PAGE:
“Who’s going to grow the cotton the world needs? I think there is going to be a world cotton deficit that needs to be supplied by the U.S.  Will Texas cotton production go ‘way up or will they diversify as much as they can into grains? What will the Southeast do? That area is a bit more friendly to cotton and they’ve seen improved yields over the last decade. I think they will be our competition in the Mid-South. The market will buy only as many acres of U.S. cotton as it needs, so the question becomes, who wants to supply those acres at whatever price is prevailing?”

India and Pakistan are becoming more important players in world cotton, Reichle says.

“Those two countries grow more cotton than any place in the world, but they have among the lowest yields — currently less than a bale per acre. If they can increase yields through seed technology and other production improvements, they may be the ones that fill the world’s need for cotton.”

With the outlook this year for some easing of very tight grain stocks, prices for corn, soybeans, and wheat have also been easing, he notes.

“If the Chinese continue to support the world cotton price through their reserve policies, and the price stays around 80 cents a pound, and we see corn prices in the $4 range and $11-$13 soybeans, cotton could begin to look a little more attractive to our growers, and I wouldn’t expect to see a further big acreage reduction on top of what we’ve already had.

“If cotton prices should rally a bit because supplies are so tight outside of China, we might even see an increase in acreage. I don’t think we’ll see cotton going back to the acreage we had in 2006, but in 2011, when cotton prices were good relative to grain prices, we did see acreage move back up. I think Mid-South farmers will continue to respond to market signals and prices in determining the crops they plant.”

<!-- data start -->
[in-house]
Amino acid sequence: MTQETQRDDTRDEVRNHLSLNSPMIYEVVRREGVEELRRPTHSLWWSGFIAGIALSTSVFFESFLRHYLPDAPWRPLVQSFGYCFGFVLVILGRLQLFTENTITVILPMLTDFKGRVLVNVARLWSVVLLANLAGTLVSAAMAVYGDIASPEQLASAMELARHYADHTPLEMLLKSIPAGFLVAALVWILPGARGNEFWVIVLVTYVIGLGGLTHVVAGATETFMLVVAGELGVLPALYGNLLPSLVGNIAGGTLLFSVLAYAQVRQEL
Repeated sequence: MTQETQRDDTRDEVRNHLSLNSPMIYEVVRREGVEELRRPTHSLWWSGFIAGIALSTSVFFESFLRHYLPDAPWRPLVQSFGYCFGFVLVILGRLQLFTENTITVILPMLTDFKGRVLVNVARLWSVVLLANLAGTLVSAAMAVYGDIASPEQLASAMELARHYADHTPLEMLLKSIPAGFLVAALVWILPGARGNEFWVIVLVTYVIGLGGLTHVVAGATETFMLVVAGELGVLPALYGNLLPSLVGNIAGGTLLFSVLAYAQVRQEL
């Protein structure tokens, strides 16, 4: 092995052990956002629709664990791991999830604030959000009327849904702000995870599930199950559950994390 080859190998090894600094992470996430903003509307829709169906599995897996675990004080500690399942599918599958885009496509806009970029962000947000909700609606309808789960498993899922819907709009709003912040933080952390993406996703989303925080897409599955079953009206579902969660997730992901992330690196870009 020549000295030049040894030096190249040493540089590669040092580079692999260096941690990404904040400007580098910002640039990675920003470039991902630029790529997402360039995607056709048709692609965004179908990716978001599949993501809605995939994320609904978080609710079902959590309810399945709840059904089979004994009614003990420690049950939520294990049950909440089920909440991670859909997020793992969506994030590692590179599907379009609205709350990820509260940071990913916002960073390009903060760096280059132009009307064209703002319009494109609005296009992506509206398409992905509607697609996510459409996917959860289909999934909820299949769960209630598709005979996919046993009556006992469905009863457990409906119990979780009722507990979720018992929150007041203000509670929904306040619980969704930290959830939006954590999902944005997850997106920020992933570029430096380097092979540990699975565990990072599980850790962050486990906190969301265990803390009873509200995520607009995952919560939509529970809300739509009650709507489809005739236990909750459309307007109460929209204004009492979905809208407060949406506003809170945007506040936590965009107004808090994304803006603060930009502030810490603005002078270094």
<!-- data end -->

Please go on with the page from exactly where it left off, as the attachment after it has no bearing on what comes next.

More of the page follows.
But, Reichle says, the big question hanging over the cotton market is how China will deal with its stocks that constitute the world oversupply.

“It’s their job to figure out a way to reduce that oversupply. We believe one way they will do it is to reduce their own production — that they will give incentives to some of their farmers to grow grains instead of cotton. But that will probably take a while to work its way through the system.

“They also have to do something to create more competitiveness for cotton versus man-made fibers. They can’t continue to have a huge gap between the cost of cotton and man-made fibers to their mills. They’ve got to get production down and consumption up, so they can start to work down those reserves. And through all that, they need to continue to import cotton.

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“If they should decide they’re going to cut back on imports as much as they can, that will fix the supply tightness we have outside China.

“They have a tough balancing act,” Reichle says. “They need to continue importing cotton while working down their supplies, they need to increase consumption, and they need to decrease their production over coming years.

“We think they will do this gradually, and hopefully this will keep the price outside China around 80 cents to 85 cents per pound, which would make cotton relatively attractive if grain prices continue to erode from the big premium they’ve had the past few years.”